Students analyze the early and steady attempts to abolish slavery and to realize the ideals of the Declaration of Independence.

Abolition of Slavery Movement

How effectively did Frederick Douglass’ 1845 autobiography respond to the claims from the 1830s that slavery was a “positive good?” Download Primary Source Set: Abolition of Slavery Movement 

With the assistance of targeted literacy support strategies, students will read and analyze excerpts from Calhoun’s speech and Douglass’ autobiography. They will determine the claims each historic figure made and the evidence they used to support their claims.

US Abolitionism


Students examine the national abolitionist movement that arose during the nineteenth century. Although the abolitionist movement is quite popular with students seeking to connect these early activists to rights movements of the next century, it is extremely important that students learn about abolitionists in their own contexts. Abolitionists were considered the most radical reformists by both Southerners and Northerners; their arguments about the immorality of slavery were never popular with the vast majority of Americans.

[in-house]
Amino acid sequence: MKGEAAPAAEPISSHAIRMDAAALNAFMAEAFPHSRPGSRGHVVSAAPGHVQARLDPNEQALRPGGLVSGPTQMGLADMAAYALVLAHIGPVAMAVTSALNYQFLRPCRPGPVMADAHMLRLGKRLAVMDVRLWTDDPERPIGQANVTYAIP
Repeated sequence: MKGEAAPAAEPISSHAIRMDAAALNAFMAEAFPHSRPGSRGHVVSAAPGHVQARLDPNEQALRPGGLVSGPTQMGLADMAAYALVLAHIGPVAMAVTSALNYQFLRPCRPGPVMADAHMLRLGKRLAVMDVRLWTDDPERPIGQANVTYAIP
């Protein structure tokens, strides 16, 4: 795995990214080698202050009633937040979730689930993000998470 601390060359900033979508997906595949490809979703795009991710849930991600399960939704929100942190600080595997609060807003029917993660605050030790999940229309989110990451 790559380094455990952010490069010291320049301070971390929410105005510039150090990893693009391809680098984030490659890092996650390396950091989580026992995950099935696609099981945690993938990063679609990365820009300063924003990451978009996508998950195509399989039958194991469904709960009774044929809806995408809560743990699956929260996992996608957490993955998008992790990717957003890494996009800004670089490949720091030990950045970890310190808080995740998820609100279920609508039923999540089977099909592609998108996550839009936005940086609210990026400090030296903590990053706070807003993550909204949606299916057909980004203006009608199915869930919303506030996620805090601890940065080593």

Abolition of Slavery Movement

Frederick Douglass, born a slave in 1818, would become one of the most visible and outspoken black abolitionists of the 19thcentury. He grew up in a rapidly expanding United States, whose very expansion stoked debate over the existence of slavery. White slavery advocates began a new vein of argument in defense of slavery: it was no longer an “evil,” but “a positive good.” In his famous 1837 speech to Congress, John C. Calhoun made his “positive good” claim, arguing both blacks and whites benefitted from the institution of slavery, especially as it was constructed in the South.